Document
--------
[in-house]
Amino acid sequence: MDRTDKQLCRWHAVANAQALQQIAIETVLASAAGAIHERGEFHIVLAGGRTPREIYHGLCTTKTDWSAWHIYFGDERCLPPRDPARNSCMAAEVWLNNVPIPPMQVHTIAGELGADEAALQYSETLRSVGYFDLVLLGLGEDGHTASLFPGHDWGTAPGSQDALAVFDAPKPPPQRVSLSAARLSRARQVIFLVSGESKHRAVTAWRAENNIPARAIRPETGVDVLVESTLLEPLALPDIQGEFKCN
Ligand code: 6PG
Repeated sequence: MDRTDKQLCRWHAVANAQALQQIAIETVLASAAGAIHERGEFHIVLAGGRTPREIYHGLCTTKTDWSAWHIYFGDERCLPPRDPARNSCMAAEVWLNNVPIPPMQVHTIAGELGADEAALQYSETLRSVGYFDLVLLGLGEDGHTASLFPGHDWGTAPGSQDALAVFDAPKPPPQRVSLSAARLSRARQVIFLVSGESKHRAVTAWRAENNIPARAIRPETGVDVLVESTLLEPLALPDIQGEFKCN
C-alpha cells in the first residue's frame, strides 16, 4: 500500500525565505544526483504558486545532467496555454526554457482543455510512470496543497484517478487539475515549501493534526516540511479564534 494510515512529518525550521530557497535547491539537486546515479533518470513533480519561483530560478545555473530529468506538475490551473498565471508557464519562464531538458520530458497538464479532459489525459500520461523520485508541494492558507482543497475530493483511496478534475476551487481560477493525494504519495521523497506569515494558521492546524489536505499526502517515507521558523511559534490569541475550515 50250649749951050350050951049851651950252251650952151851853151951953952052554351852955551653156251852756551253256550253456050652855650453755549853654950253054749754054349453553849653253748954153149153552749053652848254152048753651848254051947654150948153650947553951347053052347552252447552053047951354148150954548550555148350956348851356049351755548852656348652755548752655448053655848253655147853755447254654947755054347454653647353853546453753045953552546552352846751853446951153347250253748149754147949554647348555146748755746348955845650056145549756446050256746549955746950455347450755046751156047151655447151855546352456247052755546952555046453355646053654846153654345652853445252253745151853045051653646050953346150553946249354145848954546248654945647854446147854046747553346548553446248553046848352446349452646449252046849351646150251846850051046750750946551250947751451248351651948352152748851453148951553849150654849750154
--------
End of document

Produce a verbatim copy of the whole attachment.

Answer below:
[in-house]
Amino acid sequence: MDRTDKQLCRWHAVANAQALQQIAIETVLASAAGAIHERGEFHIVLAGGRTPREIYHGLCTTKTDWSAWHIYFGDERCLPPRDPARNSCMAAEVWLNNVPIPPMQVHTIAGELGADEAALQYSETLRSVGYFDLVLLGLGEDGHTASLFPGHDWGTAPGSQDALAVFDAPKPPPQRVSLSAARLSRARQVIFLVSGESKHRAVTAWRAENNIPARAIRPETGVDVLVESTLLEPLALPDIQGEFKCN
Ligand code: 6PG
Repeated sequence: MDRTDKQLCRWHAVANAQALQQIAIETVLASAAGAIHERGEFHIVLAGGRTPREIYHGLCTTKTDWSAWHIYFGDERCLPPRDPARNSCMAAEVWLNNVPIPPMQVHTIAGELGADEAALQYSETLRSVGYFDLVLLGLGEDGHTASLFPGHDWGTAPGSQDALAVFDAPKPPPQRVSLSAARLSRARQVIFLVSGESKHRAVTAWRAENNIPARAIRPETGVDVLVESTLLEPLALPDIQGEFKCN
C-alpha cells in the first residue's frame, strides 16, 4: 500500500525565505544526483504558486545532467496555454526554457482543455510512470496543497484517478487539475515549501493534526516540511479564534 494510515512529518525550521530557497535547491539537486546515479533518470513533480519561483530560478545555473530529468506538475490551473498565471508557464519562464531538458520530458497538464479532459489525459500520461523520485508541494492558507482543497475530493483511496478534475476551487481560477493525494504519495521523497506569515494558521492546524489536505499526502517515507521558523511559534490569541475550515 50250649749951050350050951049851651950252251650952151851853151951953952052554351852955551653156251852756551253256550253456050652855650453755549853654950253054749754054349453553849653253748954153149153552749053652848254152048753651848254051947654150948153650947553951347053052347552252447552053047951354148150954548550555148350956348851356049351755548852656348652755548752655448053655848253655147853755447254654947755054347454653647353853546453753045953552546552352846751853446951153347250253748149754147949554647348555146748755746348955845650056145549756446050256746549955746950455347450755046751156047151655447151855546352456247052755546952555046453355646053654846153654345652853445252253745151853045051653646050953346150553946249354145848954546248654945647854446147854046747553346548553446248553046848352446349452646449252046849351646150251846850051046750750946551250947751451248351651948352152748851453148951553849150654849750154